Texas Republicans approved redrawn U.S. House maps that favor incumbents and decrease political representation for growing minority communities, even as Latinos drive much of the growth in the nation’s largest red state.
Following negotiations between Texas House members and state senators, the Houston-area districts of U.S. Rep Sheila Jackson Lee, a Democrat who is serving her 14th term, and U.S. Rep Al Green, a neighboring Democrat, were restored, unpairing the two and drawing Jackson Lee’s home back into her district.
The new maps were approved following outcry from Democrats over what they claimed was a rushed redistricting process crammed into a 30-day session, and one which gave little time for public input. They also denounced the reduction of minority opportunity districts — Texas will now have seven House districts where Latino residents hold a majority, down from eight — despite the state’s changing demographics.
“What we are doing in passing this congressional map is a disservice to the people of Texas,” Democratic state Rep. Rafael Anchia said to the chamber just before the final vote.
GOP Gov. Greg Abbott is expected to sign off on the changes.
Civil rights groups, including the Mexican American Legal Defense and Education Fund, sued before Republican lawmakers were even done. The lawsuit alleges that Republican mapmakers diluted the political strength of minority voters by not drawing any new districts where Latino residents hold a majority, despite Latinos making up half of Texas’ four million new residents over the last decade.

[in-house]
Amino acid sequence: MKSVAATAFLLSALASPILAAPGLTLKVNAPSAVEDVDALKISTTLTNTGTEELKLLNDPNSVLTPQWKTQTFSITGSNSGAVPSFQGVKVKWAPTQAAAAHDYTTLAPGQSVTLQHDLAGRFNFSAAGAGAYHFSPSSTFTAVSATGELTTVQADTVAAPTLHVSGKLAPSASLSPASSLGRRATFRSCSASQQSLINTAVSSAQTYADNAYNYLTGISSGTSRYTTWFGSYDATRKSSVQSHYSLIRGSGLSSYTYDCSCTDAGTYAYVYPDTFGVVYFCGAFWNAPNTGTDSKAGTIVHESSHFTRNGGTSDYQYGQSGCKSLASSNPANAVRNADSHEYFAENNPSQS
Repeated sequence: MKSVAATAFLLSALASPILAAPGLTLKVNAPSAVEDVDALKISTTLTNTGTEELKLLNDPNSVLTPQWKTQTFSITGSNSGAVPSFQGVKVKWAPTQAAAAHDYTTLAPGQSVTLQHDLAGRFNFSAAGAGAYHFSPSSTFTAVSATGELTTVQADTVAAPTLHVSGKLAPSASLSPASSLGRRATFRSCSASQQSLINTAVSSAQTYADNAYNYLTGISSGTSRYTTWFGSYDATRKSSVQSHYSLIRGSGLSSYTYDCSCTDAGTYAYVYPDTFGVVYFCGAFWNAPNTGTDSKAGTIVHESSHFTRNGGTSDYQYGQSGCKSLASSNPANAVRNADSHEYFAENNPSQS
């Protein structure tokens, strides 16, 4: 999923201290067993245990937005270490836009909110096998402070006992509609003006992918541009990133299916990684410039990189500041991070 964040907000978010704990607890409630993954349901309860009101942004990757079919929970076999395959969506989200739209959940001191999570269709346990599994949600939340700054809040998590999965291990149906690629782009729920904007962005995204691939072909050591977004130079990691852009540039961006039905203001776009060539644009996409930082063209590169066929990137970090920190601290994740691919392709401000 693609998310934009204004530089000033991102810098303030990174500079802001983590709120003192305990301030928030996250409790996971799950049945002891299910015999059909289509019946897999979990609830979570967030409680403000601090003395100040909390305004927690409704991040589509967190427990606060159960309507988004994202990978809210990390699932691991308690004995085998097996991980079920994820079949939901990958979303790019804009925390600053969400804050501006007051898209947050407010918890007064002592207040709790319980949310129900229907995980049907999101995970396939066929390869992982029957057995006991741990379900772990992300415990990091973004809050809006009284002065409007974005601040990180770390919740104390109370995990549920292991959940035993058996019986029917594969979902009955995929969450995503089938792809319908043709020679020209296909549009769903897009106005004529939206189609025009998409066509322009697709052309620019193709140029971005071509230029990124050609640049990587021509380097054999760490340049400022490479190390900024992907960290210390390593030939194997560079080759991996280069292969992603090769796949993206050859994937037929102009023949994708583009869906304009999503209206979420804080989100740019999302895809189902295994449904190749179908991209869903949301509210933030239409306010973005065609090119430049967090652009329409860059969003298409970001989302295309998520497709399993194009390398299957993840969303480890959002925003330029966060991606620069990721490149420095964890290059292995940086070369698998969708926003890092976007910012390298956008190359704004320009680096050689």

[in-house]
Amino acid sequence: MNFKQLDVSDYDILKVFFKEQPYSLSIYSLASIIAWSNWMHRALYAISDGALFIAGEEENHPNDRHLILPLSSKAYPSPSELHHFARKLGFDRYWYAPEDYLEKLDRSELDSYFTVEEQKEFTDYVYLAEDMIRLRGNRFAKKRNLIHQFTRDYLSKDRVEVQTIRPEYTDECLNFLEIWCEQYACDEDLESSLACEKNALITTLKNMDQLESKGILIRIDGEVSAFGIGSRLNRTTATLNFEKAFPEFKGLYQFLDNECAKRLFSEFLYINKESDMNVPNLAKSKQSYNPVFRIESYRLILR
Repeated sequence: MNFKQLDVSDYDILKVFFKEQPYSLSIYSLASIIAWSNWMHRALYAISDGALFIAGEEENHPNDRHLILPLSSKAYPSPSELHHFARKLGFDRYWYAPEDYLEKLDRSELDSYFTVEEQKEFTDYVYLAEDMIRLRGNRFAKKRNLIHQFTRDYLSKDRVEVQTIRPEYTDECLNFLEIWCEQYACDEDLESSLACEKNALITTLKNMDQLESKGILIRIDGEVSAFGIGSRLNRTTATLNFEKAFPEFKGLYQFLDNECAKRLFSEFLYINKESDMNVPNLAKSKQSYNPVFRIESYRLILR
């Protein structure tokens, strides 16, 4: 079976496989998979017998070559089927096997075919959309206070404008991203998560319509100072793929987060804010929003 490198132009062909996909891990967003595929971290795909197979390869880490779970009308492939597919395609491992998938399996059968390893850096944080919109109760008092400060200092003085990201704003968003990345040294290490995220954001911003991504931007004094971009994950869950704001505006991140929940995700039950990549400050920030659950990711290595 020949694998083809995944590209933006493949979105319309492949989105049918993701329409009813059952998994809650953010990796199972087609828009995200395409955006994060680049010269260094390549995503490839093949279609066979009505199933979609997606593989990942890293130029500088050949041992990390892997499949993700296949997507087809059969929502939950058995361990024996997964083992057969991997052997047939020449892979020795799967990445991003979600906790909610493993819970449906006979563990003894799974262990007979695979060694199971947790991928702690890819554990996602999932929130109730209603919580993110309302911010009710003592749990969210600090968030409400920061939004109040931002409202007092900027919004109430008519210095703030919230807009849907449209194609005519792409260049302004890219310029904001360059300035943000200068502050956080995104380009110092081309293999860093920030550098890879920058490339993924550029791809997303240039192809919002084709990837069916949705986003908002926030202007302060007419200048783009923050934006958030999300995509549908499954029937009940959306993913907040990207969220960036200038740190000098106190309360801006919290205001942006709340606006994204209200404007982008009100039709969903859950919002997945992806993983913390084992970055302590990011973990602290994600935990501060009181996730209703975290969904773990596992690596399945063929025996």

Republicans have said they followed the law in defending the maps, which protect their slipping grip on Texas by pulling more GOP-leaning voters into suburban districts where Democrats have made inroads in recent years.
Texas has been routinely dragged into court for decades over voting maps, and in 2017, a federal court found that a Republican-drawn map was drawn to intentionally discriminate against minority voters. But two years later, that same court said there was insufficient reason to take the extraordinary step of putting Texas back under federal supervision before changing voting laws or maps.
The maps that overhaul how Texas’ nearly 30 million residents are sorted into political districts — and who is elected to represent them — bookends a highly charged year in the state over voting rights. Democratic lawmakers twice walked out on an elections bill that tightened the state’s already strict voting rules, which they called a brazen attempt to disenfranchise minorities and other Democratic-leaning voters.
The plan does not create any additional districts where Black or Hispanic voters make up more than 50% of the voting population, even as people of color accounted for more than nine of 10 new residents in Texas over the past decade.
The Texas GOP control both chambers of the Legislature, giving them nearly complete control of the mapmaking process.
Early voting underway
through Oct. 29.
7 a.m.-7 p.m ~ 7 a.m.-10 p.m on Oct. 28.
Mail-in ballots must be postmarked no later than 7 p.m. Nov. 2. Early voters can vote at any early voting center in Harris County.